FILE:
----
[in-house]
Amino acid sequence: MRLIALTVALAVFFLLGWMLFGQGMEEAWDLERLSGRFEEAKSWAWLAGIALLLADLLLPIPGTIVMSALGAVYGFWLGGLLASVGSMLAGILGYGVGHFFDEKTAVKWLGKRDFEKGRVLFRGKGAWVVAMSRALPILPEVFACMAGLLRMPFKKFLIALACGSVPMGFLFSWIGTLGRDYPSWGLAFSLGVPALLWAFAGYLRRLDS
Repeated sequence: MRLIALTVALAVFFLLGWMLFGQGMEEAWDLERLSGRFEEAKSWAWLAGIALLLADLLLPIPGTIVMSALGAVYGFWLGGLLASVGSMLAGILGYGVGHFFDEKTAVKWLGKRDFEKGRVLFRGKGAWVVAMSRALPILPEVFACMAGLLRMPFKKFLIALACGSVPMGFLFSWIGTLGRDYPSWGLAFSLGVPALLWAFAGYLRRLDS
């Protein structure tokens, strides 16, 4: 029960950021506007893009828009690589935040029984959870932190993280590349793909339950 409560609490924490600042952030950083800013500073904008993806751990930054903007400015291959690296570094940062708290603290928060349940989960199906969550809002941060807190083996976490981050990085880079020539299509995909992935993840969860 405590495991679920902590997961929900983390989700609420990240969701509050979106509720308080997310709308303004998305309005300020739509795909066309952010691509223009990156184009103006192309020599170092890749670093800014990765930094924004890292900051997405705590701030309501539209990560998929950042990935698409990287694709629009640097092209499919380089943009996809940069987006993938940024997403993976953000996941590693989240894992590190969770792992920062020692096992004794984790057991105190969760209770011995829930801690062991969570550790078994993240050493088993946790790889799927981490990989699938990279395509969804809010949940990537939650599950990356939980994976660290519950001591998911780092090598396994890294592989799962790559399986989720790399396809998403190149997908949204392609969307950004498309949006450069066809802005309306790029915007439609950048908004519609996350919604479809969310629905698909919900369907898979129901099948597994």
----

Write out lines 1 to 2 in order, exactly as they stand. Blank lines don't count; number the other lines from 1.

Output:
[in-house]
Amino acid sequence: MRLIALTVALAVFFLLGWMLFGQGMEEAWDLERLSGRFEEAKSWAWLAGIALLLADLLLPIPGTIVMSALGAVYGFWLGGLLASVGSMLAGILGYGVGHFFDEKTAVKWLGKRDFEKGRVLFRGKGAWVVAMSRALPILPEVFACMAGLLRMPFKKFLIALACGSVPMGFLFSWIGTLGRDYPSWGLAFSLGVPALLWAFAGYLRRLDS